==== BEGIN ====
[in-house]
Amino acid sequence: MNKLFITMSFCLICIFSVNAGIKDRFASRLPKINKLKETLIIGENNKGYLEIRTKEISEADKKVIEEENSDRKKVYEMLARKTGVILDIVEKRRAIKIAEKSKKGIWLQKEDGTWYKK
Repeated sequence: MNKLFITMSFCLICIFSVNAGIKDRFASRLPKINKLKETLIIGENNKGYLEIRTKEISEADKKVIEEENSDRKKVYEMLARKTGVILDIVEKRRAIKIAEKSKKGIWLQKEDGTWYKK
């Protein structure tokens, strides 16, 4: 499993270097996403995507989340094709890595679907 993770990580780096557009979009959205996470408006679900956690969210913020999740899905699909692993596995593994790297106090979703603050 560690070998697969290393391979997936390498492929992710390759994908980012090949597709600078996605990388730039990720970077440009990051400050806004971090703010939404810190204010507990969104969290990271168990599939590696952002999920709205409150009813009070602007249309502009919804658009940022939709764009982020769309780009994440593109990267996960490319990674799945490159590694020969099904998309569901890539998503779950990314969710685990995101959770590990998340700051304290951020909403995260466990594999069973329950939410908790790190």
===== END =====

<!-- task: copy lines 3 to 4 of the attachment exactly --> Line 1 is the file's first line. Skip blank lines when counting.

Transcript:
Repeated sequence: MNKLFITMSFCLICIFSVNAGIKDRFASRLPKINKLKETLIIGENNKGYLEIRTKEISEADKKVIEEENSDRKKVYEMLARKTGVILDIVEKRRAIKIAEKSKKGIWLQKEDGTWYKK
């Protein structure tokens, strides 16, 4: 499993270097996403995507989340094709890595679907 993770990580780096557009979009959205996470408006679900956690969210913020999740899905699909692993596995593994790297106090979703603050 560690070998697969290393391979997936390498492929992710390759994908980012090949597709600078996605990388730039990720970077440009990051400050806004971090703010939404810190204010507990969104969290990271168990599939590696952002999920709205409150009813009070602007249309502009919804658009940022939709764009982020769309780009994440593109990267996960490319990674799945490159590694020969099904998309569901890539998503779950990314969710685990995101959770590990998340700051304290951020909403995260466990594999069973329950939410908790790190």